Cybernews podcast #39: the most important news of the week #19

The Cybernews podcast is here to guide you through the most important tech and cybersecurity news of the week.

First up, the Rabbit R1. The best-selling orange AI device, available for $200, turned out to be just an Android app. It’s also not very good.

After a two-year hiatus, Apple finally released new and updated iPads. Still hanging on to one of those?

Plus, there's an unexpected twist in the case of the infamous LockBit cybercrime gang.

And finally, we're here to talk about our own quite unique experiment with both Apple and Android phones. Did you know that even when you don’t use your smartphone, it contacts servers in countries like Russia and China?

What happened with the Rabbit R1?

Thus, in January, the Rabbit R1 orange pocket device, now selling for $200, was first introduced, promising to simply make users’ lives easier by using AI to perform various tasks, from booking flights to ordering food. Well, as it turns out, it’s just an Android App. Jesse Lyu, founder of Rabbit, is doing his best to refute the claims.

And there’s more. Hundreds of thousands of people preordered the R1 based on promises and demos but it doesn’t really do what the creators were boasting about.

The reviews aren’t great at all – it doesn’t report the weather properly, it misidentifies things (dog toy for tomato, dorito for taco, and so on.)

At least it’s quite cheap – but hey, some actual smartphones aren’t that expensive, either.

Apple’s iPad is back

Apple unveiled new iPads this Tuesday – the iPad Pro and iPad Air – along with accessories after two years of hiatus. The iPad Pro is the thinnest device made by the company and the first Apple tablet with an OLED screen and M4 chip, while the iPad Air comes in two sizes for the first time.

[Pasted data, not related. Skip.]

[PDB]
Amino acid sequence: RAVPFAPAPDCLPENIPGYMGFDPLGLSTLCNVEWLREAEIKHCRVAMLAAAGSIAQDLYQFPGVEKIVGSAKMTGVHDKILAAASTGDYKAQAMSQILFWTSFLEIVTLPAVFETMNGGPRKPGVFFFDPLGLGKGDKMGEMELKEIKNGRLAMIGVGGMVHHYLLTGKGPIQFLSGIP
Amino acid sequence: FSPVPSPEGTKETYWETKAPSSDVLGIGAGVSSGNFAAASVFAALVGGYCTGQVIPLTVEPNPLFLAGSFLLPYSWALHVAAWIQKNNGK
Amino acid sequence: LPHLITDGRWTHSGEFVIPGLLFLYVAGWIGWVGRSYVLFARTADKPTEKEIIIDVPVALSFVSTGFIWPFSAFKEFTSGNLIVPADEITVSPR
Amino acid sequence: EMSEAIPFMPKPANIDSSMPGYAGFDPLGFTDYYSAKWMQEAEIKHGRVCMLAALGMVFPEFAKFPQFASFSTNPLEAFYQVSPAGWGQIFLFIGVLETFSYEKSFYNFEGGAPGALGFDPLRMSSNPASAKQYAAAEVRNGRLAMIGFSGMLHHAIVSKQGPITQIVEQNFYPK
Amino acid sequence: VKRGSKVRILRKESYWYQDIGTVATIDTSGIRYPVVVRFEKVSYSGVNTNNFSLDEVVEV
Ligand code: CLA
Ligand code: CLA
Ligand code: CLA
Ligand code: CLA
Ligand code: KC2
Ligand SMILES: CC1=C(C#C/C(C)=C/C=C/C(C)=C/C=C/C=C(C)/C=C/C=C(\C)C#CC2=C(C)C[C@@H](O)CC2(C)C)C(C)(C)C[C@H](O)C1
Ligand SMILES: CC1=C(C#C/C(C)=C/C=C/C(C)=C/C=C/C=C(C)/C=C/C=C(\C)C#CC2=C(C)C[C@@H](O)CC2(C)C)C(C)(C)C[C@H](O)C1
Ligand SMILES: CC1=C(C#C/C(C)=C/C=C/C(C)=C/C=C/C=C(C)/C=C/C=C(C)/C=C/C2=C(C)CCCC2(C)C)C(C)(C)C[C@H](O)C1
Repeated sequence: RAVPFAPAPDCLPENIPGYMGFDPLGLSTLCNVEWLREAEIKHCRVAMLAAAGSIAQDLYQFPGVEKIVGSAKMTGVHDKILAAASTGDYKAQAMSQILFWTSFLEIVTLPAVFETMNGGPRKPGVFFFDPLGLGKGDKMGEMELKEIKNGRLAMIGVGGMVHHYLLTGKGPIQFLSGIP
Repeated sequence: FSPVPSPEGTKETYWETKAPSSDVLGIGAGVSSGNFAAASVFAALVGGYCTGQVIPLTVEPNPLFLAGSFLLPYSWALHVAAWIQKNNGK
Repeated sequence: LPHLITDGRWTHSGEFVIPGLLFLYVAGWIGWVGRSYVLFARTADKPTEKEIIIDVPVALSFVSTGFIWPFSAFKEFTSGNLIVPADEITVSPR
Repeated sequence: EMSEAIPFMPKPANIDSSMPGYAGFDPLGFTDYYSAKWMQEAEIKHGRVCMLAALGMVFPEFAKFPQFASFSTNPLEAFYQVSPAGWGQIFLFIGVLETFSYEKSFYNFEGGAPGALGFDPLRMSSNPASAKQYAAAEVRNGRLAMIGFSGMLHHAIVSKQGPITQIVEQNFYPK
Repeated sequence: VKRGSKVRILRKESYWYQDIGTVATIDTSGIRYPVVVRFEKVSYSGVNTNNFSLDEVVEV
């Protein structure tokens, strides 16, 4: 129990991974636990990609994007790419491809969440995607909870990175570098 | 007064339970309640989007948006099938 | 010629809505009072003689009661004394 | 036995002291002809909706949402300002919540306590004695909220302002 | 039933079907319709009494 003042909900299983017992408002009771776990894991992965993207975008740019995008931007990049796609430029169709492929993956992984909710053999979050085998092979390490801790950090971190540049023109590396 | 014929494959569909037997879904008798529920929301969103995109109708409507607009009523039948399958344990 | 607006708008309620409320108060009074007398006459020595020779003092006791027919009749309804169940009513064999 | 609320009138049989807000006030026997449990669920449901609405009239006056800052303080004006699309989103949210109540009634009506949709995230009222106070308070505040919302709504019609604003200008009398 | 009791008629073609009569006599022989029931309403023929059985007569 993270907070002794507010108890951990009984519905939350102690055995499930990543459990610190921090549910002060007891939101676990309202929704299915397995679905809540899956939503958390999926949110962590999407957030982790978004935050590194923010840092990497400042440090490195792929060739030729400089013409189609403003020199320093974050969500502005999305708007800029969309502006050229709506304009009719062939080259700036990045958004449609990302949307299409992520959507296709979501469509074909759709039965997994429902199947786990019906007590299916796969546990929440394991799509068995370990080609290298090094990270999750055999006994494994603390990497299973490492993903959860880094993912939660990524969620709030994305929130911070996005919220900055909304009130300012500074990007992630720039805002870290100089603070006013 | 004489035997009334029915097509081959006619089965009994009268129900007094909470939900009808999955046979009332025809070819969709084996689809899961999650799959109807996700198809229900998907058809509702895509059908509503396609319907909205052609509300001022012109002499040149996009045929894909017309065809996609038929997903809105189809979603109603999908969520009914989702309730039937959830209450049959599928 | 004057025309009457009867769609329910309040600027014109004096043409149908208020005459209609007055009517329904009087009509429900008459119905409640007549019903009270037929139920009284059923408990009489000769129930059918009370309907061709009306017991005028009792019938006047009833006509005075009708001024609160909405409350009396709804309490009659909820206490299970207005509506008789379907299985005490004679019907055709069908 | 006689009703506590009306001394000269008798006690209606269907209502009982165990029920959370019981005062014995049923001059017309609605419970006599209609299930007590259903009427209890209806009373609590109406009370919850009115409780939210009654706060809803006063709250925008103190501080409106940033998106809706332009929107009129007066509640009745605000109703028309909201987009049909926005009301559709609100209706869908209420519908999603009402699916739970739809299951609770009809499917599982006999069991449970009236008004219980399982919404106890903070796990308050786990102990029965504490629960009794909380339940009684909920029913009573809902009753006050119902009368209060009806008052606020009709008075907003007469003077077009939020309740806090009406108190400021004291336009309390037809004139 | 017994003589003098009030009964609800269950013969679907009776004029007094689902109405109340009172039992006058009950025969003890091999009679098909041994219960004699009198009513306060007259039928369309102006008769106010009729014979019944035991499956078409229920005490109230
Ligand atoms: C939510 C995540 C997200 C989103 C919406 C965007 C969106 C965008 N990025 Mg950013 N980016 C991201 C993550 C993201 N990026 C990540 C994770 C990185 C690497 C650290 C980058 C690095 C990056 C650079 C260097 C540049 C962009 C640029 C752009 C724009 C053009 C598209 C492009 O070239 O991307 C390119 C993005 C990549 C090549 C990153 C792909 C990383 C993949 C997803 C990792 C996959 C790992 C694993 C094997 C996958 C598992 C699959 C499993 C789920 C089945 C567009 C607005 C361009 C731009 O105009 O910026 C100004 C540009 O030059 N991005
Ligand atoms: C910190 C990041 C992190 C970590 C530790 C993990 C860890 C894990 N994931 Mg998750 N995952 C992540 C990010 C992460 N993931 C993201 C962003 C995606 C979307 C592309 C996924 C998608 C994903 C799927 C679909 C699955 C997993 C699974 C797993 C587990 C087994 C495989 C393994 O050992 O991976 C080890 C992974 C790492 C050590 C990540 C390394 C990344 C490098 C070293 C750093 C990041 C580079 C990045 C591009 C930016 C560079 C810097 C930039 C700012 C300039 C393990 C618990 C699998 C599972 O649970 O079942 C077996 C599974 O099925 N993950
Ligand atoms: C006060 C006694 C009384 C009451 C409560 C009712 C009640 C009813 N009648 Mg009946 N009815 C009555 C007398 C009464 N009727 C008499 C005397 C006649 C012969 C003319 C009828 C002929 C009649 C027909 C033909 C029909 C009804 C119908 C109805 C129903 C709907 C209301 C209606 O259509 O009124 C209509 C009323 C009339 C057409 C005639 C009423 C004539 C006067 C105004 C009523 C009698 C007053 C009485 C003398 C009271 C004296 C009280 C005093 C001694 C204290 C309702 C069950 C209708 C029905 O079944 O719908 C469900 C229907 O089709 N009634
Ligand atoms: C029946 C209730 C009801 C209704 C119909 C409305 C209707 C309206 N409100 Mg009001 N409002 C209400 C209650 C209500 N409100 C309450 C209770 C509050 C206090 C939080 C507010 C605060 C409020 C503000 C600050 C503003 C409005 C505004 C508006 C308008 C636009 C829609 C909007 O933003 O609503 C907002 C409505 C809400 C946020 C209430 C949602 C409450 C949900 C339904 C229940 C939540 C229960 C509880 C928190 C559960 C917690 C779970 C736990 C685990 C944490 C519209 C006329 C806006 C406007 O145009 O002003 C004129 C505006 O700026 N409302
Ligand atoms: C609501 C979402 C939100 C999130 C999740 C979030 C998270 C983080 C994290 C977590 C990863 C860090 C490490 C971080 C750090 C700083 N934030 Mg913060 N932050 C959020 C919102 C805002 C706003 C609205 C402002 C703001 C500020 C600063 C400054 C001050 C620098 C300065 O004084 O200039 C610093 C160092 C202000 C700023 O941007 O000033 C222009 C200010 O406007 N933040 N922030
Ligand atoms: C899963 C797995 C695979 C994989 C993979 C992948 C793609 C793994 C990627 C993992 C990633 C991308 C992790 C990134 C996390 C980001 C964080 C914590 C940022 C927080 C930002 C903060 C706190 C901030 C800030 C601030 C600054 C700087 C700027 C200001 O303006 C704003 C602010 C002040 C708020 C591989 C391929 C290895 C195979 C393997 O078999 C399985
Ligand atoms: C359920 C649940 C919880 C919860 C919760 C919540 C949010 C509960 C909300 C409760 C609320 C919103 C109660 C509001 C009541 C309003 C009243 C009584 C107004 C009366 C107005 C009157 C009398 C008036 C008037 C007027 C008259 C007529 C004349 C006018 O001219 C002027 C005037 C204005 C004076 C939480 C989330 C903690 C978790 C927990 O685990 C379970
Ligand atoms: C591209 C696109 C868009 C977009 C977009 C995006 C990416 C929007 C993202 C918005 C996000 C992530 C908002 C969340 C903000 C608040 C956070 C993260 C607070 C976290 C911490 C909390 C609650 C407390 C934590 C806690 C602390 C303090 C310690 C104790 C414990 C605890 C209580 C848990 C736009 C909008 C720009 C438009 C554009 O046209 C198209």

Along with the question of who even buys iPads these days there’s been a mayhem on social media around the iPad’s video ad, "Crush!" It didn’t sit well with some viewers, who got quite angry after seeing musical instruments, art supplies, books, and photography equipment being crushed to make the new iPad model. Sonny & Cher’s "All I Ever Need Is You" was playing in the background.

Is LockBit done for?

LockBit, the prominent ransomware gang, has been terrorizing major companies worldwide since late 2019. These crooks have executed nearly 1,500 attacks. Since they accounted for over 40% of all publicly announced ransomware victims over the last 12 months, no wonder law enforcement has been doing its best – we hope – to catch the gangsters.

This week, the leadership identity of the LockBit ransomware group has been officially unveiled by international law enforcement.

The Department of Justice unsealed an indictment charging Russian national Dmitry Yuryevich Khoroshev as the creator, administrator, and developer of the LockBit ransomware group. There’s a $10,000,000 reward for information that could lead to Khoroshev’s arrest and conviction.

Is it the end of LockBit terror? We think so. Unfortunately, however, ransomware is here to stay.

100 app experiment

Your iPhone does not go to sleep with you – it buzzes with activity, accessing your data and sensors and beaming back and forth mostly with Apple, but sometimes also reaching out to servers in Russia.

Our senior journalist, Ernestas Naprys, has tested both Android and Apple devices by installing the 100 most popular apps on them and leaving them to lie idly.

It turns out that even unused apps can raise some privacy and security issues as they are still able to access data and sensors and beam information over the internet.

More from Cybernews:

Teardown of Huawei's new flagships points to progress China has made

Amazon launches its Bedrock Studio preview

Everyone's mad at Apple iPad's ad

Samsung unveils 114-inch TV for $130,000 and also comes with a smaller TV

Neuralink’s brain implant runs into problems, but patient is safe

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